Common Core State Standards for Mathematics: Shifts and Implications for Mathematics Instruction

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Common Core State Standards for Mathematics: Shifts and Implications for Mathematics Instruction

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Common Core State Standards for Mathematics: Shifts and Implications for Mathematics Instruction

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Common Core State Standards for Mathematics: Shifts and Implications for Mathematics Instruction

Beth Cocuzza

Student Achievement Partners

- Focus strongly where the standards focus
- Coherence: Think across grades and link to major topics within grades
- Rigor: Require conceptual understanding, fluency, and application

- Significantly narrow the scope of content and deepen how time and energy is spent in the math classroom
- Focus deeply only on what is emphasized in the standards, so that students gain strong foundations

TIMSS and other international comparisons suggest that the U.S. curriculum is ‘a mile wide and an inch deep.’

“Further evidence of the broad topic coverage characterizing U.S. mathematics curriculum is indicated by the low percentage of TIMSS mathematics topics not included in the U.S. curriculum through grades 4 and 8 compared with the percentage of TIMSS topics that other countries do not include…. On average, the U.S. curriculum omits only 17 percent of the TIMSS grade 4 topics compared with an average omission rate of 40 percent for the 11 comparison countries. The United States covers all but 2 percent of the TIMSS topics through grade 8 compared with a 25 percent noncoverage rate in the other countries. High-scoring Hong Kong’s curriculum omits 48 percent of the TIMSS items through grade 4, and 18 percent through grade 8. Less topic coverage can be associated with higher scores on those topics covered because students have more time to master the content that is taught.”

– Ginsburg et al., 2005

The shape of math in A+ countries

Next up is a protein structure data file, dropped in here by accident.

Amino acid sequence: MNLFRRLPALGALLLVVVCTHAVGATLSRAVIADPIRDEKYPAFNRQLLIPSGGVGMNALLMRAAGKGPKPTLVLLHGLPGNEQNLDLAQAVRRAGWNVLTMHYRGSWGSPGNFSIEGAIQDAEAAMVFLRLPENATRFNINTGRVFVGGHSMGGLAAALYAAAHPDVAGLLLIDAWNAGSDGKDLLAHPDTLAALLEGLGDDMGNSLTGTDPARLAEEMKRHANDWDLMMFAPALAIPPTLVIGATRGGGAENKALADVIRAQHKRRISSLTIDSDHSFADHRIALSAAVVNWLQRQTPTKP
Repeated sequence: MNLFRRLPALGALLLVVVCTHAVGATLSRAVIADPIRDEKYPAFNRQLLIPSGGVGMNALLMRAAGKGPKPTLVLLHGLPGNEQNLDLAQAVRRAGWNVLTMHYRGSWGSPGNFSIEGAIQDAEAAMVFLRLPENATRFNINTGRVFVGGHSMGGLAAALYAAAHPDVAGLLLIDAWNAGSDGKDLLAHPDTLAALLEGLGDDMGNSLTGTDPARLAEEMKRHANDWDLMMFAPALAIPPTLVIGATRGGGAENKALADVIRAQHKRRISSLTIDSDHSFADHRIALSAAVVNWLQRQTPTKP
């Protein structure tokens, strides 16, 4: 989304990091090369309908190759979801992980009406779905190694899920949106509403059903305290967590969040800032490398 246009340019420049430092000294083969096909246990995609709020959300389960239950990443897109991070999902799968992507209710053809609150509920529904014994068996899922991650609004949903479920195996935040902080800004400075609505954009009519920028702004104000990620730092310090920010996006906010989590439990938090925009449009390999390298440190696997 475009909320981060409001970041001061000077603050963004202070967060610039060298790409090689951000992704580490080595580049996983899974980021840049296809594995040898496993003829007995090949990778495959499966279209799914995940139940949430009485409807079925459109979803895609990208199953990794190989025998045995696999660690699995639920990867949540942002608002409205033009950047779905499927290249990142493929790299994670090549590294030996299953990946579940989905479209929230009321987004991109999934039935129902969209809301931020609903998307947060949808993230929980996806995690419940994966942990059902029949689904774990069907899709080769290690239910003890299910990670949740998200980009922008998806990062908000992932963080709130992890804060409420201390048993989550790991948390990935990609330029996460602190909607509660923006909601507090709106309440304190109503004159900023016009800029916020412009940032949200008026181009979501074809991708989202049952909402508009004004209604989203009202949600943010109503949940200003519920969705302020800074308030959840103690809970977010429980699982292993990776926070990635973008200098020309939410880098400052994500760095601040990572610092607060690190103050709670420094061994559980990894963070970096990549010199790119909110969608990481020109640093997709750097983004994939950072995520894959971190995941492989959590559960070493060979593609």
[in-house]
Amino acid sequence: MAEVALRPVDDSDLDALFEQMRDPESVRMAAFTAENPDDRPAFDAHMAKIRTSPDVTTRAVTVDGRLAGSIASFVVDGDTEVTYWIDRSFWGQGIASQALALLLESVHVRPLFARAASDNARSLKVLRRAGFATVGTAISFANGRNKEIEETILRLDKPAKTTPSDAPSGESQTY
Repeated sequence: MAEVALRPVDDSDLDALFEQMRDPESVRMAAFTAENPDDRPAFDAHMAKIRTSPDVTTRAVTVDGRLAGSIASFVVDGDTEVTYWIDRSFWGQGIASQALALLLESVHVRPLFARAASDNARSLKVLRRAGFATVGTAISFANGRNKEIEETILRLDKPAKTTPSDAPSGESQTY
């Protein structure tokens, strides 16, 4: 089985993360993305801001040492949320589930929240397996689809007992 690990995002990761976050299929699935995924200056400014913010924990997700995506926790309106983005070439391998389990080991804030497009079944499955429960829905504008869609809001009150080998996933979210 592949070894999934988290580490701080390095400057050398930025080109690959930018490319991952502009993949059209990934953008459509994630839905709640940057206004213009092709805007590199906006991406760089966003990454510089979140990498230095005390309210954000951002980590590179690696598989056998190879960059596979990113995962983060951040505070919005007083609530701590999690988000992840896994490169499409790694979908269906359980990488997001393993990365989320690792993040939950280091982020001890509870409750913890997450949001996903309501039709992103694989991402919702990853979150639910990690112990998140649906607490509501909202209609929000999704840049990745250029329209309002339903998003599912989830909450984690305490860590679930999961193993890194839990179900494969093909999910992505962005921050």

Mathematics topics intended at each grade by at least

two-thirds of A+ countries

Mathematics topics intended at each grade by at least two-thirds of 21 U.S. states

1 Schmidt, Houang, & Cogan, “A Coherent Curriculum: The Case of Mathematics.” (2002).

- Carefully connect the learning within and across grades so that students can build new understanding onto foundations built in previous years.
- Begin to count on solid conceptual understanding of core content and build on it. Each standard is not a new event, but an extension of previous learning.

“The coherence and sequential nature of mathematics dictate the foundational skills that are necessary for the learning of algebra. The most important foundational skill not presently developed appears to be proficiency with fractions (including decimals, percents, and negative fractions). The teaching of fractions must be acknowledged as critically important and improved before an increase in student achievement in algebra can be expected.”

Final Report of the National Mathematics Advisory Panel (2008, p. 18)

CCSS

4.NF.4. Apply and extend previous understandings of multiplication to multiply a fraction by a whole number.

Grade 4

5.NF.4. Apply and extend previous understandings of multiplication to multiply a fraction or whole number by a fraction.

5.NF.7. Apply and extend previous understandings of division to divide unit fractions by whole numbers and whole numbers by unit fractions.